The most exciting moments during pregnancy is when you feel those first little flutters of your baby kicking. 

These tiny movements reassure you that your baby is developing and makes you feel closer to the little life inside of you.

Baby’s first movements, called “quickening,” are usually felt between 16 and 25 weeks of your pregnancy. 

During first pregnancy, you may not feel your baby move until close to 25 weeks. By the second pregnancy, some women start to feel movements as early as 16 weeks. 

Baby movements  are best felt when you’re in a quiet position, either sitting or lying down.

Most of the pregnant women describe their baby’s movements as butterflies, nervous twitches, or a tumbling motion. 

At first, it may be hard to tell whether your baby has moved. 

During first pregnancy, it may be difficult to distinguish those first baby movements from gas, hunger pangs, and other internal motions.

By your late second and third trimesters, the movements become more distinct, and you’ll be able to feel your baby’s kicks.

How Often the baby movements felt ?

During early in pregnancy, you may just feel a few flutters every now and then. As your baby grows — usually by the end of the second trimester — the kicks grow stronger and more frequent. Studies show that by the third trimester, the baby moves about 30 times each hour.

Babies tend to move more at certain times of the day as they alternate between alertness and sleep. Usually most active between 9 p.m. and 1 a.m.,when you’re trying to get to sleep. This increase in activity is due to your changing blood sugar levels. Babies can also respond to sounds or touch.

Need for monitoring baby’s movements:

Once your baby’s movements are well established (usually by week 28), some doctors recommend keeping track of all those little punches and kicks to make sure your baby is still developing the way they should. This is known as a fetal movement assessment, fetal kick count, or fetal movement counting.

Counting is difficult  when you have twins. You may not be able to tell which baby is moving.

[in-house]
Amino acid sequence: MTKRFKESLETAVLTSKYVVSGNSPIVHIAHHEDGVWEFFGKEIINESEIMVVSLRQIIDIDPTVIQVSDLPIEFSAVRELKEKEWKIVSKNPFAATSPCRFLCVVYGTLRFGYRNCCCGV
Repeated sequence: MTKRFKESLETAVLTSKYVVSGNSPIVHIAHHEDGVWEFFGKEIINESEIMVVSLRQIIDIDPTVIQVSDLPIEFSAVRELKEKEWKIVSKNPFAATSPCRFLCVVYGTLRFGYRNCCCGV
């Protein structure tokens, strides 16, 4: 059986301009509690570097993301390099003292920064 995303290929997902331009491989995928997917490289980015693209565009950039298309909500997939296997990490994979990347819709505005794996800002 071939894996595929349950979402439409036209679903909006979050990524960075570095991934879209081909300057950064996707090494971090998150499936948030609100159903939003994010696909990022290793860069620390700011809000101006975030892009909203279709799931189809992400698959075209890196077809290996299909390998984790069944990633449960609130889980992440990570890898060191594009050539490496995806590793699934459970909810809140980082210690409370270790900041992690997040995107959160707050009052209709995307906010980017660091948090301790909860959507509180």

If you are counting, it helps to chart your baby’s kicks so that you can keep track of your baby’s normal patterns of movement. To count movements, pick a time when your baby is usually most active (usually right after you’ve eaten a meal). Get into a comfortable position either sitting down in a comfortable chair or lying on your side. If you lie down, lie on your left side, so your baby will have better circulation.

You should feel at least 10 movements within a 2-hour period.

Don’t Feel Your Baby Moving- watch out 

If you haven’t yet reached 25 weeks and don’t feel your baby move, or you’re not sure that what you’re feeling is actually your baby, don’t panic. As your baby grows, you’ll be able to better distinguish their movements. Some babies just naturally move less often than others.

A lack of movement also may mean that your baby is asleep. You may feel fewer kicks and jabs after the 32nd week as your baby gets bigger and has less room to move around in the uterus.

If your baby has started to move regularly and you don’t feel at least 10 movements within a 2-hour period, or the movements have slowed significantly, have something to eat or have a glass of juice, lie down on to your left and watch for movements. If you still feel that the movements are less, it may mean that the baby is in distress. Contact your doctor immediately.

Leave a Reply

Your email address will not be published.